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One of the Black September terrorists on the Hotel balcony during the attack

Horrific details have emerged of the final moments of the Israeli athletes murdered during the Munich Olympics more than three decades ago.

The families of the victims have until now kept their silence about exactly what happened after being shown documents and photographs by their lawyer in 1992, 20 years after 11 Israeli athletes and coaches were killed in the darkest chapter in Olympic history.

But now, as part of a documentary due to be released early next year, Ankie Spitzer and Ilana Romano, who were both widowed in the attack, have spoken about how the victims were beaten, some suffering broken bones.

Speaking about her husband Yossef, Romano told the New York Times: “What they did is they cut off his genitals through his underwear and abused him. Can you imagine the others sitting tied up? They watched this.” Weightlifter Yossef was shot when he attempted to overpower the terrorists in the team hotel at the Olympic village. Most of the victims were killed in a failed rescue attempt at the airport.

The two women have led a decades-old campaign for the International Olympic committee to hold a minute’s silence for the victims at the opening ceremony of successive Games. A petition for such a tribute gained more than 80,000 signatures ahead of London 2012 – but the call was still not granted.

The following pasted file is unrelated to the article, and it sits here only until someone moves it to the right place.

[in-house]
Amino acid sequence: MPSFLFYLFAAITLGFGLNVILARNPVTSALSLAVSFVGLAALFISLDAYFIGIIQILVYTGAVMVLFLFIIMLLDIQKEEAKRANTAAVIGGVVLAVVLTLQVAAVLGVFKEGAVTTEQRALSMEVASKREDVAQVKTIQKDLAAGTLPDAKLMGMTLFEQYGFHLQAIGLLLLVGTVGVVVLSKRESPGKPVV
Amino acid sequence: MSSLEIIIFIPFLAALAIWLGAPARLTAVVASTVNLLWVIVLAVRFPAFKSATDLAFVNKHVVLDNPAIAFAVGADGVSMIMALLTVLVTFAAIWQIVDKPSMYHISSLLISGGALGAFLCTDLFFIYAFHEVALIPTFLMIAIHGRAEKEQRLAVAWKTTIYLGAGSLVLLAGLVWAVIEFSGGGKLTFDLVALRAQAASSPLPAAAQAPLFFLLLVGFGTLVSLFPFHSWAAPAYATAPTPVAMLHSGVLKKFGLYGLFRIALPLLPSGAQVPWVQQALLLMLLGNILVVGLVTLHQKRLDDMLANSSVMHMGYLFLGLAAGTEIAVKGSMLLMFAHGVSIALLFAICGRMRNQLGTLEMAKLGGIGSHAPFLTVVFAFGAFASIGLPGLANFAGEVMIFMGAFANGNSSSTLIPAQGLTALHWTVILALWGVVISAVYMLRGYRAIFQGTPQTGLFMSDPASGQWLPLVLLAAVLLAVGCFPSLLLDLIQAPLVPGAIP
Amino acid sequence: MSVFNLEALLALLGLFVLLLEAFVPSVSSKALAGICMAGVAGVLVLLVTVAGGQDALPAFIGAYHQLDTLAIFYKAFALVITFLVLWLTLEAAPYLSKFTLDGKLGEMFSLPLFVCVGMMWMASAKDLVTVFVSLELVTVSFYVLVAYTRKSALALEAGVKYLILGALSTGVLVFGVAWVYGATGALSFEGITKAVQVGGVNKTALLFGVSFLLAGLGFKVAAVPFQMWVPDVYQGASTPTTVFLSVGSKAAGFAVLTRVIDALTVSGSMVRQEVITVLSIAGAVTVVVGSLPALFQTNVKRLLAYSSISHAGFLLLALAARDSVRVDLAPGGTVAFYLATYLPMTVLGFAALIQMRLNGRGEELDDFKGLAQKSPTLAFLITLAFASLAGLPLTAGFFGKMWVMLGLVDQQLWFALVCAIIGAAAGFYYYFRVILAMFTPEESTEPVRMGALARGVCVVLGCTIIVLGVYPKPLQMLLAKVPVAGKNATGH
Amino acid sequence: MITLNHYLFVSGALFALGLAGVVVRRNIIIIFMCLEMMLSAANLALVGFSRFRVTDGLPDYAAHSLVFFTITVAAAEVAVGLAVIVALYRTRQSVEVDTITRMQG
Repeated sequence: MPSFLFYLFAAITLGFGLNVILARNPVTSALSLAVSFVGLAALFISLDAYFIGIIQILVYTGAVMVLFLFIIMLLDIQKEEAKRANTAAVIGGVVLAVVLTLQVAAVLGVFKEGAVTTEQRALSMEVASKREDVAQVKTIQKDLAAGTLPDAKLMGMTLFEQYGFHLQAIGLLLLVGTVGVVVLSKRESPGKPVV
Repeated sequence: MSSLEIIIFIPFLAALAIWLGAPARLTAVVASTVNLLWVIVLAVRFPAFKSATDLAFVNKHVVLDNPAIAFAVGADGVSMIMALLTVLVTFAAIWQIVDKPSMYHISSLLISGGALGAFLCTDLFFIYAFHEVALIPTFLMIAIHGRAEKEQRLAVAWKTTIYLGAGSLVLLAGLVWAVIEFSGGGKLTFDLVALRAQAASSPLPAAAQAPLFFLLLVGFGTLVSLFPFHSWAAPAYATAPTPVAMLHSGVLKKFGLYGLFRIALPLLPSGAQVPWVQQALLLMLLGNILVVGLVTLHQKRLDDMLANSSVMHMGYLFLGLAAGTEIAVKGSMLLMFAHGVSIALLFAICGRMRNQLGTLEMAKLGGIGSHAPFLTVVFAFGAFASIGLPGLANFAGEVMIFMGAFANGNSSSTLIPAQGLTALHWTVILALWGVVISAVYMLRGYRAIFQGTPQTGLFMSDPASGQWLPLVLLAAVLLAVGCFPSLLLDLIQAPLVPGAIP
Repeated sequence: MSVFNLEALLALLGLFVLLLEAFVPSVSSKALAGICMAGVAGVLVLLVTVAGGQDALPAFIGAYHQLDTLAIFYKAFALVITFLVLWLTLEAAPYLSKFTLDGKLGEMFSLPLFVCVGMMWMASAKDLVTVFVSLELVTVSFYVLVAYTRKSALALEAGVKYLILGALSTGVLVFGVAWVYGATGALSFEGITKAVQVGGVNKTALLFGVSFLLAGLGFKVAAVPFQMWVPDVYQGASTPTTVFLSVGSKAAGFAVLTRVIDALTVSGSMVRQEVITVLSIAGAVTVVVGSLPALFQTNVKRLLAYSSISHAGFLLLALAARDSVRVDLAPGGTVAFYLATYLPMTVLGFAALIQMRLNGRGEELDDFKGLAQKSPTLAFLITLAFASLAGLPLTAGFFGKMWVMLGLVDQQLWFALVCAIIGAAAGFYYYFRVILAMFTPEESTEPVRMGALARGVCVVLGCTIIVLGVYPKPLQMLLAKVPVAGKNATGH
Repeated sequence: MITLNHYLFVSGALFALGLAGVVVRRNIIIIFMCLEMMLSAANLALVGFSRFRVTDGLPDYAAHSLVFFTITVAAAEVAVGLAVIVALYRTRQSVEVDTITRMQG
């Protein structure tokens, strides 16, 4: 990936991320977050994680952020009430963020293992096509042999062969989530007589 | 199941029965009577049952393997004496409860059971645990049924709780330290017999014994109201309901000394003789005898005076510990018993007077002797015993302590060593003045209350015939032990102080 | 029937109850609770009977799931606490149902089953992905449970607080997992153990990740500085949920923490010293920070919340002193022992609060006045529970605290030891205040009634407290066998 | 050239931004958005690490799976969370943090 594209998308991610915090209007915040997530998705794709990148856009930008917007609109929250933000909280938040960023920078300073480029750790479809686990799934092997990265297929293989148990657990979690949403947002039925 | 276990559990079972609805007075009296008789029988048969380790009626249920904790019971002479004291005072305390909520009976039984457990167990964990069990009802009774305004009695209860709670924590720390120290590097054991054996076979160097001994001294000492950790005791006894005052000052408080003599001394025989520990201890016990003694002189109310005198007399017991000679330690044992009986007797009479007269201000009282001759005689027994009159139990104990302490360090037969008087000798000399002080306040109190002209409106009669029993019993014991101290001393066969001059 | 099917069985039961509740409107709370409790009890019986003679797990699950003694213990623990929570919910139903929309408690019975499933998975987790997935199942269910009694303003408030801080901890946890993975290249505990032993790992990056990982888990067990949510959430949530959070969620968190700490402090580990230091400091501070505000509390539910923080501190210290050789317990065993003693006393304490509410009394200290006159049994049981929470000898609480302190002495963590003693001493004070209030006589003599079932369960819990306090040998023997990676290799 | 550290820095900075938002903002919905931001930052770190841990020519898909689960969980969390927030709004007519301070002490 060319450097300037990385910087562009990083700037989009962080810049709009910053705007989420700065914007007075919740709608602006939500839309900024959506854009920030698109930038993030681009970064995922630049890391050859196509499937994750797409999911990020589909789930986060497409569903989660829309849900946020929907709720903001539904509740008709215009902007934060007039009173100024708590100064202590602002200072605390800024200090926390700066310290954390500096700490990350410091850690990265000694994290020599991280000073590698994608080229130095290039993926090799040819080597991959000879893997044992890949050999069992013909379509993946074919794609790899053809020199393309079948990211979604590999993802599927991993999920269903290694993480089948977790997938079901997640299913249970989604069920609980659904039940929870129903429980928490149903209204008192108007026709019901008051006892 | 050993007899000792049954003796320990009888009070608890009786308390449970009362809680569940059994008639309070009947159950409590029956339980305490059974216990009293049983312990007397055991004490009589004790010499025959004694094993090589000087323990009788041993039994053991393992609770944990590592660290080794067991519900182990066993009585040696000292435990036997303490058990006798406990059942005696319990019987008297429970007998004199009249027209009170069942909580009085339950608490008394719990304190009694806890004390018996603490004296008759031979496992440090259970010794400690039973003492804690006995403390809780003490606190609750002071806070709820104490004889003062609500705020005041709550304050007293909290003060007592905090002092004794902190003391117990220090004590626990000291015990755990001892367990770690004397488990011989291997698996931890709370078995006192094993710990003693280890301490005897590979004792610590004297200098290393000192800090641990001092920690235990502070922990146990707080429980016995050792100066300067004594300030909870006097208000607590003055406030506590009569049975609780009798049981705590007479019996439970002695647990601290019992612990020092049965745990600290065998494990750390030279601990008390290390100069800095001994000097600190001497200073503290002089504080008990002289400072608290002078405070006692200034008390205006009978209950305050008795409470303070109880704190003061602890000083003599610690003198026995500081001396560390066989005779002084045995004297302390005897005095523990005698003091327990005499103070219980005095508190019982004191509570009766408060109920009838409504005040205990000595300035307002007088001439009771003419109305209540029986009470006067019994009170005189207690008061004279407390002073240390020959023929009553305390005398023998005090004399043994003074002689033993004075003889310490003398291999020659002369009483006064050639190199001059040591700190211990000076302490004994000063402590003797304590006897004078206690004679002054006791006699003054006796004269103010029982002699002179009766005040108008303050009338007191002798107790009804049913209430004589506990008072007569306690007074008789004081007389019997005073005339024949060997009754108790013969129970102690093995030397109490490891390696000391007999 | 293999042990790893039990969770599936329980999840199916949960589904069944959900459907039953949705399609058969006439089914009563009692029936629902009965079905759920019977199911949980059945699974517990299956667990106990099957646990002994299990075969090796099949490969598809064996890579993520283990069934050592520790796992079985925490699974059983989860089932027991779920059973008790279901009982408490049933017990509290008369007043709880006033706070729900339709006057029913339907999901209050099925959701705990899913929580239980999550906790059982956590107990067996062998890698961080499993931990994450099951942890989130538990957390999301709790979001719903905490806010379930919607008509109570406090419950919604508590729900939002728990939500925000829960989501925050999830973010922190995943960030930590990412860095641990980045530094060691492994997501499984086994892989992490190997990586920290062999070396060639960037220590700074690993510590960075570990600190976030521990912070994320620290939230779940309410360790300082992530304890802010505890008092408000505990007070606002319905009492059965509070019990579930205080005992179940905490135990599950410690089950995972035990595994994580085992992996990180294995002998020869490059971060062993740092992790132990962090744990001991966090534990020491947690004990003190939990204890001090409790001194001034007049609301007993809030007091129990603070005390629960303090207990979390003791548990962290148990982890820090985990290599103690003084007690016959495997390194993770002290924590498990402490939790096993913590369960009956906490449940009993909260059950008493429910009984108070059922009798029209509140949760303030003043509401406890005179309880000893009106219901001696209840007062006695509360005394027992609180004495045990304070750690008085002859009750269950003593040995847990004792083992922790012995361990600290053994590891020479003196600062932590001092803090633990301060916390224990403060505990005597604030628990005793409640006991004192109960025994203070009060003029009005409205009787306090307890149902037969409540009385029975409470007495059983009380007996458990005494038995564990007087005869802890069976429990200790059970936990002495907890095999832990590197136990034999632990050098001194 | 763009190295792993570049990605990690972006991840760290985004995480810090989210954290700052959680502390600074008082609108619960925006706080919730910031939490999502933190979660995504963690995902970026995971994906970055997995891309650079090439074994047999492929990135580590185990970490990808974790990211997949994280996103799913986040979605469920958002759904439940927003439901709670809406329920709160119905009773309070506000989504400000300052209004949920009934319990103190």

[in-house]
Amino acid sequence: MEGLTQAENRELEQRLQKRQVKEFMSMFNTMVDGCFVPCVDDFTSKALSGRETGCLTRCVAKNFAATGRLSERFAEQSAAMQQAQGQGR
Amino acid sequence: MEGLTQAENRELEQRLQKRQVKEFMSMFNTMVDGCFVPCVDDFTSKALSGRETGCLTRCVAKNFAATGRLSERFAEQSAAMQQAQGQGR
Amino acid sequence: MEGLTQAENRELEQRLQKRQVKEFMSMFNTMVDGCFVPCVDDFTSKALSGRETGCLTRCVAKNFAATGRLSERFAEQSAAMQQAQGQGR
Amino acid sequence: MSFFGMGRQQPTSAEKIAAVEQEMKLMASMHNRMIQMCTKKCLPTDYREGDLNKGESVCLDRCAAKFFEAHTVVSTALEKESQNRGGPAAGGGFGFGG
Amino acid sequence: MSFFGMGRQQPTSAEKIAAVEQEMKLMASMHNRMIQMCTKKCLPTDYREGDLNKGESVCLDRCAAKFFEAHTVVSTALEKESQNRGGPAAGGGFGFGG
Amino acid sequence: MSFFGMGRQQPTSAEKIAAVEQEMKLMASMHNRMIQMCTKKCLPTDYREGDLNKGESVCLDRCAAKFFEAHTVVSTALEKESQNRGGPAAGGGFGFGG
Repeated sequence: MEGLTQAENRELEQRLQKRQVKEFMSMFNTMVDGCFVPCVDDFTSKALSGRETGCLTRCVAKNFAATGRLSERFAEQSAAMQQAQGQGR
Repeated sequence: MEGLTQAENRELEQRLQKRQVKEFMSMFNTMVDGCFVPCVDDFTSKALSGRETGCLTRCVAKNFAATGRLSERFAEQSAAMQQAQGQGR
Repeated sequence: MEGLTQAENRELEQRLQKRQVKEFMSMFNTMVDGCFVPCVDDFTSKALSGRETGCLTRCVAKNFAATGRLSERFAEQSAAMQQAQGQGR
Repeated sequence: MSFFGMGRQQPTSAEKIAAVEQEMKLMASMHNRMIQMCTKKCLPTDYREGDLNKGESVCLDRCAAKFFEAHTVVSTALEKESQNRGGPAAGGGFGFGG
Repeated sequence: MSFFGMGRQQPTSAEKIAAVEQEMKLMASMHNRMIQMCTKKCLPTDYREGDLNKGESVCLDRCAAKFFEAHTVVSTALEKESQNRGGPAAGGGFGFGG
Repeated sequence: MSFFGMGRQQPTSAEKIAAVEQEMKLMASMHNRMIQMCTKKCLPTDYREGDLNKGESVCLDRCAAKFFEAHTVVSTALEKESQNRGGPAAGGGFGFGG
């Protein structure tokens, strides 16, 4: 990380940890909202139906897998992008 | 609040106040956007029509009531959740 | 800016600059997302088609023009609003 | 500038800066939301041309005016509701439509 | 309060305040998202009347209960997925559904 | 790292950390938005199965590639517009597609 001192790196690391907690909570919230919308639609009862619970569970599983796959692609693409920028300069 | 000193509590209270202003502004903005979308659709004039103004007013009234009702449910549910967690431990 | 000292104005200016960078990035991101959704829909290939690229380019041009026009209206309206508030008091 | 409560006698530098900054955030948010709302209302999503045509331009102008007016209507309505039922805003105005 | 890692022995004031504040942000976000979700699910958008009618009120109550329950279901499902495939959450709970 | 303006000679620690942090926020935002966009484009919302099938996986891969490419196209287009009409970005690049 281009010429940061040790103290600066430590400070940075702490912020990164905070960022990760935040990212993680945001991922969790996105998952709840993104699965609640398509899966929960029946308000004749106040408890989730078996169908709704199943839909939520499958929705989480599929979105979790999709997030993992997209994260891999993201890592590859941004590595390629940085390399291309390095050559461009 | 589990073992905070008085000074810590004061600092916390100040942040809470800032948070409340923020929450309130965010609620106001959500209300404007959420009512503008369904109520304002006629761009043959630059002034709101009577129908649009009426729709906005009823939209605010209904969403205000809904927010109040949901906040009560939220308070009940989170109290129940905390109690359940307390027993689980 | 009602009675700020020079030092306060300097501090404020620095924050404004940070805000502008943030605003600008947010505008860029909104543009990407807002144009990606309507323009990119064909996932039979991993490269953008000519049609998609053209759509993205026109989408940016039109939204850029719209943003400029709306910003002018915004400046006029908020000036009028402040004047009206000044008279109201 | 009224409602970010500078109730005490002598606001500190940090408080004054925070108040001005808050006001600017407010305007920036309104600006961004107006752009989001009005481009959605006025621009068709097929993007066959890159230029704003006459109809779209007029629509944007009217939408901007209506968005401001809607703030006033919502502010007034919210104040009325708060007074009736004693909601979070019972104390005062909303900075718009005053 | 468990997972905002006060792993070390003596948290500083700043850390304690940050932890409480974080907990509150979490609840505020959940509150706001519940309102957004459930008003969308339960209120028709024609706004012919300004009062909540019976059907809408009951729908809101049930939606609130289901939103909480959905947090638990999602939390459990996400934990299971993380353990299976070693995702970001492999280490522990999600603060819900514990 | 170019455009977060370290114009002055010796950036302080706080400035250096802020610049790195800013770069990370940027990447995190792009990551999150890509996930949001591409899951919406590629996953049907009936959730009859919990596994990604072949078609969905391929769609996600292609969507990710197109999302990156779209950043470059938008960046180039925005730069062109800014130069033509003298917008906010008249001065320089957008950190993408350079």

Spitzer told the Jewish News that she hoped revealing details of what happened in Munich would help to lead to their wish finally being granted.

But she welcomed as a “start” confirmation that the IOC will in Rio hold what is shaping up to be its most significant commemoration within an Olympic Village to date.

She said: “We are very pleased of the decision to have a ceremony inside the Village with family members, IOC members and a number of well-known Olympic athletes. We hope to meet soon with Thomas Bach to hear the details.”

The IOC has agreed to hold the event the day before the start of the Games in Brazil at the request of the families. The event is shaping up to be larger than in London, where a ceremony was held in the Olympic Village for the first time, and to which the families did not receive a formal invite.

An IOC spokesperson told the Jewish news: “In its commitment to strengthening support for athletes, the International Olympic Committee has agreed to create a mourning place within the Olympic Village during the period of the Olympic Games in Rio in 2016. The chosen spot will allow athletes and all those in the Village to mourn in a proper way those who have passed away. Furthermore, in the inauguration of the mourning stone the Israeli victims will be remembered in a dignified ceremony.”

Spitzer claimed the names of the Israelis – as well four others to die within the context of Olympic Games – would be carved on the stone, which will then be used at future Games.